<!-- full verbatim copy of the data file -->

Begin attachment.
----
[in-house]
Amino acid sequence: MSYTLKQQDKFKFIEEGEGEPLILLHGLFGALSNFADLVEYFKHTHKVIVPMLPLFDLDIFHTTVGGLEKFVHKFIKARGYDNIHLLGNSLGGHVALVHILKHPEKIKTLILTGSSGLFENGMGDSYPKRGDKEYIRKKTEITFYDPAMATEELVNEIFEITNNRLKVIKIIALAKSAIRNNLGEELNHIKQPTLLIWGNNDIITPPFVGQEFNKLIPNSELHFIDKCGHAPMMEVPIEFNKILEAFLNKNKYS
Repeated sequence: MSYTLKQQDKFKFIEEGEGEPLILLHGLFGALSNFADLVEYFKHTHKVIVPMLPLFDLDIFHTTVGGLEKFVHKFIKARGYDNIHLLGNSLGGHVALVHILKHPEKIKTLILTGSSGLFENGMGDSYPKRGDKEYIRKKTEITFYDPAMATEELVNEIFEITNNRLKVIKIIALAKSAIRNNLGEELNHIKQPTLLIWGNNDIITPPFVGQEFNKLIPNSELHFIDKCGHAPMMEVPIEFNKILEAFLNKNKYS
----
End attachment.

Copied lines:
[in-house]
Amino acid sequence: MSYTLKQQDKFKFIEEGEGEPLILLHGLFGALSNFADLVEYFKHTHKVIVPMLPLFDLDIFHTTVGGLEKFVHKFIKARGYDNIHLLGNSLGGHVALVHILKHPEKIKTLILTGSSGLFENGMGDSYPKRGDKEYIRKKTEITFYDPAMATEELVNEIFEITNNRLKVIKIIALAKSAIRNNLGEELNHIKQPTLLIWGNNDIITPPFVGQEFNKLIPNSELHFIDKCGHAPMMEVPIEFNKILEAFLNKNKYS
Repeated sequence: MSYTLKQQDKFKFIEEGEGEPLILLHGLFGALSNFADLVEYFKHTHKVIVPMLPLFDLDIFHTTVGGLEKFVHKFIKARGYDNIHLLGNSLGGHVALVHILKHPEKIKTLILTGSSGLFENGMGDSYPKRGDKEYIRKKTEITFYDPAMATEELVNEIFEITNNRLKVIKIIALAKSAIRNNLGEELNHIKQPTLLIWGNNDIITPPFVGQEFNKLIPNSELHFIDKCGHAPMMEVPIEFNKILEAFLNKNKYS